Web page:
This glass Joy Nativity is one of 250 crèches in Linda Millers collection that she has on display in a room in her Wainwright Home.
his is but a glimpse of Linda Miller's vast crèche collection.
While some people have an exercise or a theatre room in their homes, Linda Miller has a special room in her Wainwright home dedicated to her vast and growing collection of crèches.
"In my house, my husband put shelves all around the room, about five rows of shelves. I have them displayed all year round," Miller said.
"They are displayed quite nicely and not just one on top of the other. Guests can go in and look at them."
Miller began her collection of Nativity sets more than 15 years ago when her son bought her collectible Nativity scene figurines for Christmas.
Immediately her interest grew. Over the years she kept adding another set or two, buying a nice, unique set for each of her children and grandchildren.
By Christmas 2010 she had more than 160 sets in her collection. Now there are about 250 crèches that have come from Edmonton, Calgary, Regina, Montreal and Quebec City, as well as faraway places such as Hawaii, Alaska, Africa, Mexico and Puerto Rico.
"A lot of mine I buy after Christmas when they go on sale for half price. A set might be selling for $400, but I wouldn't pay $400. I might pay half that," said Miller. "They sell at various prices. One little one that I have, it's not even a quarter-inch tall, made out of metal, and it was only $9.95."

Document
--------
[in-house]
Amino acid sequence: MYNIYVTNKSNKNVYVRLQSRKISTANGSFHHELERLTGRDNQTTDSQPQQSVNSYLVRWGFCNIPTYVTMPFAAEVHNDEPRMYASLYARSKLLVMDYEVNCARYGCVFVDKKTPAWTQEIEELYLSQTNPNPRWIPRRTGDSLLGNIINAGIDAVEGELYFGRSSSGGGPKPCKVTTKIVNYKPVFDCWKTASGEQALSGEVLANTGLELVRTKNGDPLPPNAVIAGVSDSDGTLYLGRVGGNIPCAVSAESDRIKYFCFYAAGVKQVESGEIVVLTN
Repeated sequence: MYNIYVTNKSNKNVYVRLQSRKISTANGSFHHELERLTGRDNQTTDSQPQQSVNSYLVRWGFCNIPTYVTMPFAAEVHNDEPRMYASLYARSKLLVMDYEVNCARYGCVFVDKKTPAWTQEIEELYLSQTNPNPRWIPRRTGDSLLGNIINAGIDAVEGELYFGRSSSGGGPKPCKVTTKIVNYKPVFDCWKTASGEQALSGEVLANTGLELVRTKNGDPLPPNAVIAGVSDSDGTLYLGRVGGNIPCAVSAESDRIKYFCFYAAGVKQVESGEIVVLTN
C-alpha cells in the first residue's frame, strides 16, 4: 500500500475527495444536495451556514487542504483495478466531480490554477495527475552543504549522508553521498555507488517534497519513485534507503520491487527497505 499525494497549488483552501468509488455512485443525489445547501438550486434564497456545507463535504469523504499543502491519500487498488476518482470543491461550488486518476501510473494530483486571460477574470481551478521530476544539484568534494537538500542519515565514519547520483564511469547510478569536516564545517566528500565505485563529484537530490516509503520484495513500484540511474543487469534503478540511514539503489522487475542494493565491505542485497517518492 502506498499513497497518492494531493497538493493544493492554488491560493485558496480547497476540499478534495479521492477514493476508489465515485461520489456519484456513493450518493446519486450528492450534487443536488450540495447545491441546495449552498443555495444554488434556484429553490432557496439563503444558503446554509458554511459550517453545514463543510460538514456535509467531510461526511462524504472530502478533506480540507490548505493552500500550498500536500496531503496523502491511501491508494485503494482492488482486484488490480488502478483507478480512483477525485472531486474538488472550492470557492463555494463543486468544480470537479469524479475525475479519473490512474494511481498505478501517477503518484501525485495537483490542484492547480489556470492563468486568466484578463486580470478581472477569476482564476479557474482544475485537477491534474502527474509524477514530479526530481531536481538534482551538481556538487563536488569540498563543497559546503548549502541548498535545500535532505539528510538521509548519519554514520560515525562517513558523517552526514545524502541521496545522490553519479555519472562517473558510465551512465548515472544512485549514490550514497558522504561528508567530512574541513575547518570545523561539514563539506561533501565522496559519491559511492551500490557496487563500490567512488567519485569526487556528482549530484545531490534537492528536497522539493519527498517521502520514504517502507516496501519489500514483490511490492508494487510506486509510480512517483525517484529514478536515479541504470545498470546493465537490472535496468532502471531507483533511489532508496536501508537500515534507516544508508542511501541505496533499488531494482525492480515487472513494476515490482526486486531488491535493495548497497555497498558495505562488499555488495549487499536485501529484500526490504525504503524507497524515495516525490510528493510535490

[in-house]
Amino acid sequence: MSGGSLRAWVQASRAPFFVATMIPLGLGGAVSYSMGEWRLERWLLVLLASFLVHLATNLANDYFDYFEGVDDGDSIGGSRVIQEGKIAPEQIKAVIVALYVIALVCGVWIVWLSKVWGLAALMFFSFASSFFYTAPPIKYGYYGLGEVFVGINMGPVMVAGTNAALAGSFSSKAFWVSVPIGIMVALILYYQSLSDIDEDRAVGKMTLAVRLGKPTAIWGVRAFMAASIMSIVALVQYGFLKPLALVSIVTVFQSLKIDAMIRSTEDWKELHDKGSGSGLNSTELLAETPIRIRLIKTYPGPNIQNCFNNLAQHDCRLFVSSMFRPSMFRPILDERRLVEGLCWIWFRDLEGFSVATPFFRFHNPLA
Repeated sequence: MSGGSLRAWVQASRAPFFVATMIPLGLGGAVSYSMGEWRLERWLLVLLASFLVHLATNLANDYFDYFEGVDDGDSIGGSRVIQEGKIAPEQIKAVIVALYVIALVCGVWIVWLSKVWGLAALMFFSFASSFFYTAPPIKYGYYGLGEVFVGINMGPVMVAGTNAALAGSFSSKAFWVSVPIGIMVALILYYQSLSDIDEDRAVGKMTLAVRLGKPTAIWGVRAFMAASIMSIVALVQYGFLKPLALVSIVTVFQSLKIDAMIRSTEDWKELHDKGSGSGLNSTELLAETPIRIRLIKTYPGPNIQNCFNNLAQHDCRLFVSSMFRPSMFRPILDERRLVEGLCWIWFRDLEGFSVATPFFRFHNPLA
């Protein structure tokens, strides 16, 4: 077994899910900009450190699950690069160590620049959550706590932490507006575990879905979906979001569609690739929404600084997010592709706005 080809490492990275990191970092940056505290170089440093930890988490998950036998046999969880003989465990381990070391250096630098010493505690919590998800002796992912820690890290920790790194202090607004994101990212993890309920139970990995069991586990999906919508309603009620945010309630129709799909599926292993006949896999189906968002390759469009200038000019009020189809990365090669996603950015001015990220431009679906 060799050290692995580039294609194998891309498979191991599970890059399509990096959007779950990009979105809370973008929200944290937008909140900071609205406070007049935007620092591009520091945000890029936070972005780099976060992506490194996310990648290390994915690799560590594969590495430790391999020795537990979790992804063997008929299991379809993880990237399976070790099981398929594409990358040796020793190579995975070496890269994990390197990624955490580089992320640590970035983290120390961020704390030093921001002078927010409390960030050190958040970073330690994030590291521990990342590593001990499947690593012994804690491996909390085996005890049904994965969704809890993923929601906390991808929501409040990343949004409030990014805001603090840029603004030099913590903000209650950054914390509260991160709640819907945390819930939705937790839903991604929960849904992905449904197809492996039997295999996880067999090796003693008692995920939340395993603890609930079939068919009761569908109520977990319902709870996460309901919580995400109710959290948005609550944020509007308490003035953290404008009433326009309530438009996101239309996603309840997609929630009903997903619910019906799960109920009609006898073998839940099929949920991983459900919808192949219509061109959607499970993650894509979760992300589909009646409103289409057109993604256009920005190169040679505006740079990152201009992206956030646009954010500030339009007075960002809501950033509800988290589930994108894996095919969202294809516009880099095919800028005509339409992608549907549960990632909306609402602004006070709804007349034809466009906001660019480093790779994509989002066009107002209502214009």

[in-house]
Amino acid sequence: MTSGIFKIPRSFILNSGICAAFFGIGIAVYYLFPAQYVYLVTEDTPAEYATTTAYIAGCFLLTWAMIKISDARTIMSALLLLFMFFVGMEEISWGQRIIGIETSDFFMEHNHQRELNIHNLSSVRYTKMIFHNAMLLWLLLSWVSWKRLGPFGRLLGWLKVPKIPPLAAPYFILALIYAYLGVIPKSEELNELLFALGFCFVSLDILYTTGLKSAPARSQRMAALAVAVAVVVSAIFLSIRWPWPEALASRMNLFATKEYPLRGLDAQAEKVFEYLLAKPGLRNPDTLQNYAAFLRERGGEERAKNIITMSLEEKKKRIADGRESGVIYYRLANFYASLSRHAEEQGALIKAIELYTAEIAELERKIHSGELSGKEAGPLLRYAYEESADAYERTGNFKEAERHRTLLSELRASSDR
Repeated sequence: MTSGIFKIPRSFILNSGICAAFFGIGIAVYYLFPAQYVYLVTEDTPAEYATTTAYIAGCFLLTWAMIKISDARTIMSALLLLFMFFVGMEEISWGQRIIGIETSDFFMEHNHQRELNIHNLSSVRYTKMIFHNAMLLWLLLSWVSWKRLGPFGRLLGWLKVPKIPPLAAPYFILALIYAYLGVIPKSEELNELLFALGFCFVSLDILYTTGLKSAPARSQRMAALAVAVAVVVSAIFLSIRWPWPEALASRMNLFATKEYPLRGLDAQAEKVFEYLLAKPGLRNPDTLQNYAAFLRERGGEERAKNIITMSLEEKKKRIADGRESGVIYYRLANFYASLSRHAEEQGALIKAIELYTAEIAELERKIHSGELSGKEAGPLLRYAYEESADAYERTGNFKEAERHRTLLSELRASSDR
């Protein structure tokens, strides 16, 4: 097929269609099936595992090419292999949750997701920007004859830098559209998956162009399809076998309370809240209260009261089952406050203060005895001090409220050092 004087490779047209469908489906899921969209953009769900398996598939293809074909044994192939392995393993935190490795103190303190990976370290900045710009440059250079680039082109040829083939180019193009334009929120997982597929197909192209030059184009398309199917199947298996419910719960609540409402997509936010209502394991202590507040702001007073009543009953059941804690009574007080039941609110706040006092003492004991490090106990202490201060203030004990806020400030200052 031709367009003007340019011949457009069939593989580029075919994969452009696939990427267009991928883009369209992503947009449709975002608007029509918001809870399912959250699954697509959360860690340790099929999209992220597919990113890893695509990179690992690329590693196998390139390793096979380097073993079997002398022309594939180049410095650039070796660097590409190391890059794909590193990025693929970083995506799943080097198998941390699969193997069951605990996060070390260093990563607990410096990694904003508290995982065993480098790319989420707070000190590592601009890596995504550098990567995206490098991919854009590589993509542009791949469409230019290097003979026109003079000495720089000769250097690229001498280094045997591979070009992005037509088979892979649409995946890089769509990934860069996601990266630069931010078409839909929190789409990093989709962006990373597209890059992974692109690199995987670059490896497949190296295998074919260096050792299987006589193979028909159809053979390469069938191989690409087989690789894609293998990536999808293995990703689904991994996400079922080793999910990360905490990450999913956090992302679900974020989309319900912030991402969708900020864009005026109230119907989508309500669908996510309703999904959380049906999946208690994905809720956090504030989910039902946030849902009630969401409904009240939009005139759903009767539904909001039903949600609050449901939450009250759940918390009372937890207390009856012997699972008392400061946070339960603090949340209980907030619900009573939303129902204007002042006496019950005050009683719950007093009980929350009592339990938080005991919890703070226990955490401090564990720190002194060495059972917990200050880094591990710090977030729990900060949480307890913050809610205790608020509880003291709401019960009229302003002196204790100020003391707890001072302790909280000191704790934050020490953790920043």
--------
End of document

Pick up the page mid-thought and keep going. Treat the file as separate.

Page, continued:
The manger scene, commonly referred to as a crèche, depicts the birth of Jesus as described in the Gospels of Matthew and Luke. Her Nativity scenes exhibit figures representing the infant Jesus, his mother Mary, and Joseph. Also among her collection are shepherds, the Magi, angels and various animals - donkeys, sheep, oxen and camels - displayed near the manger in a barn.
Since distinctive Nativity scenes and traditions have been created worldwide, Miller's family and friends started bringing the Nativity sets back from their vacations all over the world.
"I have one that is a Nativity ornament, but it didn't have the barn and the crèche with it. So my husband made me a barn out of shingles from my dad's old granary. It turns out to be my favourite."
The ornaments are made from a variety of materials, including wood, glass, sand, stained-glass, metal, tin, plastic, fabric, paper, leather, beeswax and even olive tree wood from the Holy Land.
Some are fibre optic or windup, while others are moving, inflatable or musical. She has sets made by Bradford Exchange, Royal Doulton, or handcrafted by Jim Shore, Timothy Schnatz and Joan Baker.
Starting in 2009, she also displayed her collection as part of a fundraiser for Wainwright's Blessed Sacrament Parish. Her collection will be displayed this year from Dec. 20-22.
"I take them to the parish hall. This will be my fifth year. Usually I take them the week before Christmas," said Miller, noting that it feels good to allow others to view the beauty of the Nativity and its story, and, most importantly, put a little Christ back in Christmas.
"I started the tradition too, if someone passes away, like a brother or a relative, then I'd buy one in their memory. My aunt collected angels, so I have an angel crèche with a little placard showing it's in her memory," she said.